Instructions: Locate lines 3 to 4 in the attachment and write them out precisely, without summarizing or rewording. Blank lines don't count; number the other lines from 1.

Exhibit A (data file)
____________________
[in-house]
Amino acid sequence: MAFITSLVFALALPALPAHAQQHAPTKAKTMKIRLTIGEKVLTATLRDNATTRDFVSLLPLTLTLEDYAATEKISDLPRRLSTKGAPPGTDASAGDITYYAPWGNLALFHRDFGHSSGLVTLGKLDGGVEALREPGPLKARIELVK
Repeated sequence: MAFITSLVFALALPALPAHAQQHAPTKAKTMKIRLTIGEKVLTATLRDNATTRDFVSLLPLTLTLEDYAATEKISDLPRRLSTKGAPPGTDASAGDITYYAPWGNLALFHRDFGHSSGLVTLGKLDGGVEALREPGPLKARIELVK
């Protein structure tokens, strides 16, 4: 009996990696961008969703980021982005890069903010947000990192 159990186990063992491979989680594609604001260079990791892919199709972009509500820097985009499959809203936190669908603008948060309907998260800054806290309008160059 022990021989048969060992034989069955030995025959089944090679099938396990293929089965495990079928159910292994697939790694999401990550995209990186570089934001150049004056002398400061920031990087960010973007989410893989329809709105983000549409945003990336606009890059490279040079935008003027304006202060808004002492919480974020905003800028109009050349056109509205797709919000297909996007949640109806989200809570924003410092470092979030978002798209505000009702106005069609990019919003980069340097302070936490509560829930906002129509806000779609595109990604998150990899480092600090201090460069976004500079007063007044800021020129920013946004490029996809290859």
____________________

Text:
Repeated sequence: MAFITSLVFALALPALPAHAQQHAPTKAKTMKIRLTIGEKVLTATLRDNATTRDFVSLLPLTLTLEDYAATEKISDLPRRLSTKGAPPGTDASAGDITYYAPWGNLALFHRDFGHSSGLVTLGKLDGGVEALREPGPLKARIELVK
């Protein structure tokens, strides 16, 4: 009996990696961008969703980021982005890069903010947000990192 159990186990063992491979989680594609604001260079990791892919199709972009509500820097985009499959809203936190669908603008948060309907998260800054806290309008160059 022990021989048969060992034989069955030995025959089944090679099938396990293929089965495990079928159910292994697939790694999401990550995209990186570089934001150049004056002398400061920031990087960010973007989410893989329809709105983000549409945003990336606009890059490279040079935008003027304006202060808004002492919480974020905003800028109009050349056109509205797709919000297909996007949640109806989200809570924003410092470092979030978002798209505000009702106005069609990019919003980069340097302070936490509560829930906002129509806000779609595109990604998150990899480092600090201090460069976004500079007063007044800021020129920013946004490029996809290859």